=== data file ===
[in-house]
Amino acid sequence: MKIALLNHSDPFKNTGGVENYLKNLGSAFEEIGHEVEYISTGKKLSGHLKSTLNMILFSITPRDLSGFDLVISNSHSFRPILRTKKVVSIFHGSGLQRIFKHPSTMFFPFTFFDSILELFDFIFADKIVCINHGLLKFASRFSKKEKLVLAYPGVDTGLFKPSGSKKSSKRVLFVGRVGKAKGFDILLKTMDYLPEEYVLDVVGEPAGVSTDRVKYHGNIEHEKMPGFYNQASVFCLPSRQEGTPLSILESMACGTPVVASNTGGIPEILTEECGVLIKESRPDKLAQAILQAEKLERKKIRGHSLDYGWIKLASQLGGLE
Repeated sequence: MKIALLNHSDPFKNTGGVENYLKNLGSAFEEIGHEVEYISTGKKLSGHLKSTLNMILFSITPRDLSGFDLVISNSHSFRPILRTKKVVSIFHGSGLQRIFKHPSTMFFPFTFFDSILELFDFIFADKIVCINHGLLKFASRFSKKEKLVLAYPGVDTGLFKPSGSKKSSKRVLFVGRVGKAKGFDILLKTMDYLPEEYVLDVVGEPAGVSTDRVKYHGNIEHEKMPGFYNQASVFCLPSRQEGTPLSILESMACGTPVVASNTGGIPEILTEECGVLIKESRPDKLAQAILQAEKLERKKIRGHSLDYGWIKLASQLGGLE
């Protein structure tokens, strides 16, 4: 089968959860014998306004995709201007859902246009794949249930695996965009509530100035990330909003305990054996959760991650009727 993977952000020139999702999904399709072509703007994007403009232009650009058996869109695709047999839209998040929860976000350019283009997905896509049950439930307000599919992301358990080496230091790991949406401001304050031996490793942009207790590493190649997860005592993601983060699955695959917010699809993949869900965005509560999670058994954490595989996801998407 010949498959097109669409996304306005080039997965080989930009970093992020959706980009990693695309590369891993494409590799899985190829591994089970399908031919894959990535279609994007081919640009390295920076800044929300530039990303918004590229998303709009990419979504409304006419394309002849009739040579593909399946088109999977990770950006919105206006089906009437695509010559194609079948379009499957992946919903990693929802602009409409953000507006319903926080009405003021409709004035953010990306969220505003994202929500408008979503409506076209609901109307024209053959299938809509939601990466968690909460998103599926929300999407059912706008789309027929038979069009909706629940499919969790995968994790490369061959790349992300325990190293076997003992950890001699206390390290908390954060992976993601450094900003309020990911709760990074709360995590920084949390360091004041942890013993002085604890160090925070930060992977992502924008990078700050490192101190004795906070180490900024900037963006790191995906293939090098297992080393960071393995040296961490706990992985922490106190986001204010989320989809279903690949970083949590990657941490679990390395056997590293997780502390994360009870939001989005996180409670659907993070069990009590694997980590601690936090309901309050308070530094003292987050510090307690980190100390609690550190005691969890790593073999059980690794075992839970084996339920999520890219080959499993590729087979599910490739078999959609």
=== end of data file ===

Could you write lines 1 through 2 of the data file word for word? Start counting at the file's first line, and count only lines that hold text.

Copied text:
[in-house]
Amino acid sequence: MKIALLNHSDPFKNTGGVENYLKNLGSAFEEIGHEVEYISTGKKLSGHLKSTLNMILFSITPRDLSGFDLVISNSHSFRPILRTKKVVSIFHGSGLQRIFKHPSTMFFPFTFFDSILELFDFIFADKIVCINHGLLKFASRFSKKEKLVLAYPGVDTGLFKPSGSKKSSKRVLFVGRVGKAKGFDILLKTMDYLPEEYVLDVVGEPAGVSTDRVKYHGNIEHEKMPGFYNQASVFCLPSRQEGTPLSILESMACGTPVVASNTGGIPEILTEECGVLIKESRPDKLAQAILQAEKLERKKIRGHSLDYGWIKLASQLGGLE